If you are facing divorce in Monroe, NC, you will have to consider many different factors during your divorce proceedings. Child custody and child support are two such considerations, both of which will significantly affect your family’s dynamics and future. It is important to understand the details of these factors before you make any major decisions.
Child support guidelines in North Carolina are fairly strict. They help to ensure that both parents are equally contributing to their child’s upbringing. If one parent is not contributing equally, child support enforcement has the right to take punitive action. Because of this, it is important to ensure that you and your child’s other parent adhere to the child support obligations set forth by the court.
Whether you have had a child support agreement for many years, or are creating one for the first time, you need the help of a Monroe family lawyer. We can help you navigate child support laws and ensure that your children are getting the support that they need to thrive.
Our firm is a small operation of highly trained and experienced family law attorneys. For many years, we have helped families of all sizes navigate their family law claims. We have seen firsthand how impactful child support payments can be and how necessary they are for children from divorced families. These payments ensure that both parents have a vested interest in their child’s upbringing, which gives children an advantage during their formative years.
We work diligently to make sure that all our clients have access to thorough, honest legal information. Our child support attorneys can fight on your behalf to make your child support negotiations go smoothly. We can ensure that your family receives the support that you need to move forward.
No other Monroe family law attorneys have the resources and experience that we do. We are your best chance for successful child support negotiations.
When two people have a child, they are each equally responsible for the child’s wellbeing until that child is 18 years of age. In some families, this means that the parents live together and share the responsibilities on a day-to-day basis. However, this is not the only family dynamic. If parents get divorced, or if they are not romantically involved, it can be more difficult for each parent to contribute equally.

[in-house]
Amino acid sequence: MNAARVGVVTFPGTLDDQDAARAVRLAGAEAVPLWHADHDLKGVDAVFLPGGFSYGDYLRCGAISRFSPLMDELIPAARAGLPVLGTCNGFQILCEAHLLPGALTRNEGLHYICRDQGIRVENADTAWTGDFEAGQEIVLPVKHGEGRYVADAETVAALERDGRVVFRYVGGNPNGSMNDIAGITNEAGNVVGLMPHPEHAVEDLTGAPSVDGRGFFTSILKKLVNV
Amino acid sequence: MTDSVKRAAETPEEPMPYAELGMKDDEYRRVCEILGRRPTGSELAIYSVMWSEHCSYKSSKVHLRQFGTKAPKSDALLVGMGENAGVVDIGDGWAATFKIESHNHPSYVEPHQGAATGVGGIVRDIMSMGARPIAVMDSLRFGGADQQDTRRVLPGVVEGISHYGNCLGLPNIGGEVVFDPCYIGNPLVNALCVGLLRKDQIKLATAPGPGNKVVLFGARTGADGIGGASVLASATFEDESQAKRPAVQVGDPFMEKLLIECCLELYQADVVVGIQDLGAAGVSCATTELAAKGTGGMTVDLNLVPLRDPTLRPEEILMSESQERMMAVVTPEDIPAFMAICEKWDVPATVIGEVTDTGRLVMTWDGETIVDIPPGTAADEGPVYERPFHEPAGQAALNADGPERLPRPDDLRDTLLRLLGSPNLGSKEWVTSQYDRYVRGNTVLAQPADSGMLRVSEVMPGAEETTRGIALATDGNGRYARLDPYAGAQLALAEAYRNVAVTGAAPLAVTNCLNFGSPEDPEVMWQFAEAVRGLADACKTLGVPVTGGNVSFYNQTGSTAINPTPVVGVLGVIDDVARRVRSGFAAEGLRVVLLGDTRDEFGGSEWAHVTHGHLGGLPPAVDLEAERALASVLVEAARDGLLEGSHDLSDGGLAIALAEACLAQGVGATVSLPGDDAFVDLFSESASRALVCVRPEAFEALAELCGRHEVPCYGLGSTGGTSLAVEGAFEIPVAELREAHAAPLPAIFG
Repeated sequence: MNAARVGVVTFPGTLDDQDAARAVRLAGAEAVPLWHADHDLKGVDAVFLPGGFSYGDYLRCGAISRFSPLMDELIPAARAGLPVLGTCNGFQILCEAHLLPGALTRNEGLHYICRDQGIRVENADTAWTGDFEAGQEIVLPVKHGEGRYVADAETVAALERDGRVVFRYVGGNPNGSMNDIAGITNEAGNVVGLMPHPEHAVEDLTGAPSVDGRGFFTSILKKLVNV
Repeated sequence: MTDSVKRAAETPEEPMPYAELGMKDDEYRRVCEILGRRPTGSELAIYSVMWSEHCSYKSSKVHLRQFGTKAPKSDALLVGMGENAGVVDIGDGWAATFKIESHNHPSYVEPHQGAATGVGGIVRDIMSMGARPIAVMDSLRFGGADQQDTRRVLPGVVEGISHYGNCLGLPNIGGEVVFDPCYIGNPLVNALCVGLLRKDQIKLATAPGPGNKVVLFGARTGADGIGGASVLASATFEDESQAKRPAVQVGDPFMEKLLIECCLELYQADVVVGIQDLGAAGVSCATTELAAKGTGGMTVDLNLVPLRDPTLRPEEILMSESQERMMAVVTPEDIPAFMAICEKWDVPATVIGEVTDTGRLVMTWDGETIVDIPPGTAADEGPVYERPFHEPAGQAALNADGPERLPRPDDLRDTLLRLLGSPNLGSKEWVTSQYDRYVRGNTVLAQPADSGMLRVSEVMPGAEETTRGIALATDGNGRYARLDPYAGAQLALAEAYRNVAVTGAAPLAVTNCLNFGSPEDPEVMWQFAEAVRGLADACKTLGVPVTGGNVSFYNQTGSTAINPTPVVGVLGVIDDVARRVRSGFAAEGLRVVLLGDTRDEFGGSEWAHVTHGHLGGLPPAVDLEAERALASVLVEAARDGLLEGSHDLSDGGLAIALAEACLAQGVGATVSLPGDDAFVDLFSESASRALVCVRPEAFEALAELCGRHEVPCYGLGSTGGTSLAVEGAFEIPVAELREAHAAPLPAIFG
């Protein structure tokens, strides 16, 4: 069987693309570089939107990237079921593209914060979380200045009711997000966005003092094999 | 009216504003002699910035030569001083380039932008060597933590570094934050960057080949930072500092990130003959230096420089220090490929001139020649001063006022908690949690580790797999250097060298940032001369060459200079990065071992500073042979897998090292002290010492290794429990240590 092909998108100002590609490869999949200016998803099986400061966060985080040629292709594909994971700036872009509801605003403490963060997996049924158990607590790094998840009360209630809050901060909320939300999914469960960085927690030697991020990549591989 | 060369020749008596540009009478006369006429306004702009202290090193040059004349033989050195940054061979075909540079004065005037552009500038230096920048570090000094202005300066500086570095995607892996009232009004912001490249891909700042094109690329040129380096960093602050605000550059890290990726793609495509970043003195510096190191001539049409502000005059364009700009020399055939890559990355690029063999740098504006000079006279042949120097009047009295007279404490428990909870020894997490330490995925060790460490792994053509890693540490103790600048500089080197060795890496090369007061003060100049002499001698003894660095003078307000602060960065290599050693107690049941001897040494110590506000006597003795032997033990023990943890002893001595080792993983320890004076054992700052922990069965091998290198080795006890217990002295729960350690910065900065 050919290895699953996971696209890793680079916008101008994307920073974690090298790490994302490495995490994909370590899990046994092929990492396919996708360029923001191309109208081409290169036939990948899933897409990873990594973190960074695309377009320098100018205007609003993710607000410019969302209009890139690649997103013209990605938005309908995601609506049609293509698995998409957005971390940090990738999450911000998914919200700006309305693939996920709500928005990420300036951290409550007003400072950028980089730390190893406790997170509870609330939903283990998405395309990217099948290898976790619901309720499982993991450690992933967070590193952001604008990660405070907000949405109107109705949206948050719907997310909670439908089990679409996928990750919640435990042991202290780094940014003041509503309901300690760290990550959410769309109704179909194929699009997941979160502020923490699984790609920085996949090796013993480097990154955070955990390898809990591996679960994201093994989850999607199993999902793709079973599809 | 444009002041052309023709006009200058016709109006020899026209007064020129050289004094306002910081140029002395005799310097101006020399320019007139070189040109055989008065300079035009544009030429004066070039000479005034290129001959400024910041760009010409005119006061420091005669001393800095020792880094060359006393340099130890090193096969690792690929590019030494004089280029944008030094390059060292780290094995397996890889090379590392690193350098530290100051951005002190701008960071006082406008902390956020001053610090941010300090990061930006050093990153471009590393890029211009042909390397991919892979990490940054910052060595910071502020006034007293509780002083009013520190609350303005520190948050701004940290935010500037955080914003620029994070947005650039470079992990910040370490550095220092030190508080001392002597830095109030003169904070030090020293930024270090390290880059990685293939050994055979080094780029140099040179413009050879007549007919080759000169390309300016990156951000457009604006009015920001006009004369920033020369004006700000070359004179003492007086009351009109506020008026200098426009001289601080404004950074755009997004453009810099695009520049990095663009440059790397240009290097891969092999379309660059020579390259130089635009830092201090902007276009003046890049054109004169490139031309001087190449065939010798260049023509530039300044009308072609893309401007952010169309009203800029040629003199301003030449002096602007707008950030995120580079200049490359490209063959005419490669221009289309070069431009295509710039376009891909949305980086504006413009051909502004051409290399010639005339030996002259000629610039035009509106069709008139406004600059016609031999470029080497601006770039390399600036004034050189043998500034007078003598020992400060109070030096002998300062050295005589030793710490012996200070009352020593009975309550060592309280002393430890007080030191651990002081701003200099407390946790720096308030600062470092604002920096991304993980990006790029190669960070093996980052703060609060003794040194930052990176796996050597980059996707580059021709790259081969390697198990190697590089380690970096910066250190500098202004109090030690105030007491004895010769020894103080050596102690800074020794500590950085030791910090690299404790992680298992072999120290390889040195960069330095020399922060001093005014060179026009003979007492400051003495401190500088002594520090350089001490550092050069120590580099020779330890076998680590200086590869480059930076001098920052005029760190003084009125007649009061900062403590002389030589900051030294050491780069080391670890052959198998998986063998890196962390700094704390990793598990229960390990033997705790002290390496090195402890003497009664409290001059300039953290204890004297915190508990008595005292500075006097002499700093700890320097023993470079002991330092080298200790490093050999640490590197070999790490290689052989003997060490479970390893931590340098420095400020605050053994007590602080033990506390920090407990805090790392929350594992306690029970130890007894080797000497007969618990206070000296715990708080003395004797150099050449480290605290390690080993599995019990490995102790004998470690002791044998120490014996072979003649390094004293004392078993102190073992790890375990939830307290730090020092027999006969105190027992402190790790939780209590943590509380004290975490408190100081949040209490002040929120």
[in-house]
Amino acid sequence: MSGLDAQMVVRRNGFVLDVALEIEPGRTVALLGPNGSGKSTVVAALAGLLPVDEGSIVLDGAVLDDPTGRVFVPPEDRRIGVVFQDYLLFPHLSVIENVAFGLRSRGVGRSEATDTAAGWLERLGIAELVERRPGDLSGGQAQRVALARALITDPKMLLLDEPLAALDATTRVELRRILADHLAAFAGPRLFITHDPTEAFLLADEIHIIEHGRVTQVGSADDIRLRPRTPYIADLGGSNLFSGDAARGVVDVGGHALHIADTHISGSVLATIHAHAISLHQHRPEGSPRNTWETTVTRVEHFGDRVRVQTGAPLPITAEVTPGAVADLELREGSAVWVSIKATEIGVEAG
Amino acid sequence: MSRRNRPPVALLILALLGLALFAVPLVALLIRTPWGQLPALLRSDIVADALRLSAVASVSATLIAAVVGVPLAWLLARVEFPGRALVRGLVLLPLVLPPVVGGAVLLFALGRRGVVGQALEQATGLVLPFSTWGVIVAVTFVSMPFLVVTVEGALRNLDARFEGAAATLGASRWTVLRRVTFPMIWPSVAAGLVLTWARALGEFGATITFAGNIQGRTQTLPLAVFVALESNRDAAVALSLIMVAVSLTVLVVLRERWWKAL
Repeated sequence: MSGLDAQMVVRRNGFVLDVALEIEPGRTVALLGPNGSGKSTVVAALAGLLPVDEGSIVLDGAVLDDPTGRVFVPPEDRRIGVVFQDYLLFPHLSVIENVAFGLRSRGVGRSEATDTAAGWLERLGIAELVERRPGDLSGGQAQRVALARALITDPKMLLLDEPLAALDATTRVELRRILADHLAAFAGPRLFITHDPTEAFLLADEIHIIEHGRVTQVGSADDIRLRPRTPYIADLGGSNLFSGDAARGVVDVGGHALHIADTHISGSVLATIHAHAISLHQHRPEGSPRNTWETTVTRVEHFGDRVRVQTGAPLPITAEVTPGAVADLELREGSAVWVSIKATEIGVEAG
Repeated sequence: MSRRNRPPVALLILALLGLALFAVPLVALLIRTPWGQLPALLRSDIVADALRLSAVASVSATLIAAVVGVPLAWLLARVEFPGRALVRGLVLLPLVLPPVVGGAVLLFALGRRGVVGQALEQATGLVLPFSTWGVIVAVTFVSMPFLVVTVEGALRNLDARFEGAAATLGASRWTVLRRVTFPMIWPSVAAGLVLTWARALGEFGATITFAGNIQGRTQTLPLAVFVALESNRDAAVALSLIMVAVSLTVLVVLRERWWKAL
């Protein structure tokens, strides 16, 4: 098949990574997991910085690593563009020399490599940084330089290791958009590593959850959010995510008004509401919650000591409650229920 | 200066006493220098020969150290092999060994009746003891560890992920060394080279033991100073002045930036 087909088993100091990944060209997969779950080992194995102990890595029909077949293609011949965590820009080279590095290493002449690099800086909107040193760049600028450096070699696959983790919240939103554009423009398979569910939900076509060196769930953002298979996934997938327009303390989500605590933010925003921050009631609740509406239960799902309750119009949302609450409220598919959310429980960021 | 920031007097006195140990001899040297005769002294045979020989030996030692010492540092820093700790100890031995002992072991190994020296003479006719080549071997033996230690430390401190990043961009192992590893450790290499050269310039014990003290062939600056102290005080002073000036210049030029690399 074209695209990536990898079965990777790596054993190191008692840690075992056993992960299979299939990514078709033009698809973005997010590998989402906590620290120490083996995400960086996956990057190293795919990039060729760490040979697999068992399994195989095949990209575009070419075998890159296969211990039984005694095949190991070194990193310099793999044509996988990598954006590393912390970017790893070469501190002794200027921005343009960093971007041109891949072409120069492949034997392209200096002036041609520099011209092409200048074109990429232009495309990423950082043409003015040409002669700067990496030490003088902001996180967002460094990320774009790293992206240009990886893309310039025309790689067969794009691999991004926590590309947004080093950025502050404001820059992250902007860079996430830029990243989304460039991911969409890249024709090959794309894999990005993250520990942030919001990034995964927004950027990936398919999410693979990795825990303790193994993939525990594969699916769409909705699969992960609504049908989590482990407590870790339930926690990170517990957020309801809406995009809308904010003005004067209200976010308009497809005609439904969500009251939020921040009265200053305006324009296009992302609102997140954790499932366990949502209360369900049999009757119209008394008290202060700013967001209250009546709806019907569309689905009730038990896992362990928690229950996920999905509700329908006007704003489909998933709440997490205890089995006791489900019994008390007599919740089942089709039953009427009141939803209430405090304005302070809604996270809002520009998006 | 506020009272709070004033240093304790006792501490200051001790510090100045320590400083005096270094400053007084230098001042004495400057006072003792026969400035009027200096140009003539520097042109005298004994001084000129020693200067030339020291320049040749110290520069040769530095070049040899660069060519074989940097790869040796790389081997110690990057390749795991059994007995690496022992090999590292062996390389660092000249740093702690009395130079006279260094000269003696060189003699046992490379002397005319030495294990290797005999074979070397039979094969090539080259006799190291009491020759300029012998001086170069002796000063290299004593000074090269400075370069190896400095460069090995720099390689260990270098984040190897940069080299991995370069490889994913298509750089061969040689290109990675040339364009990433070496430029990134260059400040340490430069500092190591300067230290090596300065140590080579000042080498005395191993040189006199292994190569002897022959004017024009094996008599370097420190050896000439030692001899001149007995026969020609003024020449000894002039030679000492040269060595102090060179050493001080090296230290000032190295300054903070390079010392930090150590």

Divorced or unwed parents may make equal contributions through child custody. However, when child custody arrangements are not equal, there needs to be a way for the parents to make equal contributions. This is where child support comes in. One parent may make child support payments to the other parent to make their contribution to the child’s upbringing more equitable.
In some situations, when parents share custody equally, child support is still necessary. This is because the law assesses what percentage of a parent’s income is spent on their child. If one parent makes vastly more money than the other, their contribution will inherently be a lower percentage of their income.
For example, if one parent makes $100,000 per year and spends $30,000 per year on their child, their contribution is 30% of their income. If the other parent makes $50,000 per year and spends the same $30,000 per year on their child, they are spending 60% of their income on the child. This is not fair or equitable. In this scenario, the higher-earning parent may be required to pay child support so that the percentage of each parent’s income spent on child rearing is fairer.
If you want a child support agreement that is beneficial to you as well as your child, you need an attorney. If you do not have an attorney, your child’s other parent may negotiate child support payments that work in their favor. An attorney gives you a way to ensure that your voice is heard in negotiations and that the outcome is fair to you and your children.
As soon as possible. If you are getting divorced, find an attorney who can negotiate child support as well as asset division and other key family law matters. If you are negotiating child support outside of a divorce, hire an attorney right away. You should do this when you begin the process or when your child’s other parent informs you that they have begun the legal process to obtain child support.
North Carolina law states that both parents must contribute equally to their child’s upbringing. The law determines whether child support is necessary by assessing how many overnights a child spends with each parent per month. To determine child support amounts, the court looks at the child’s needs, as well as each parent’s income and custody contributions.
No. Even if both parents agree, the court will likely not allow child support rights to be waived. This is because child support is a part of a child’s right to care. The parents cannot make decisions about this because it is the child’s right, not the parents’. Child support gives a child the resources necessary to pursue a bright future, and the parents cannot affect this with their own arrangements or preferences.
If you are facing a family law issue, including child support negotiations, you need the help of a talented North Carolina family lawyer. Our team has many years of experience in this area, and we can offer you expert advice for the duration of your case. No matter what your circumstances may be, our team is ready to represent you and achieve the best possible results for your family.
For more information about our firm, our services, or how we can help you, please contact Lehnhardt Price Family Law today.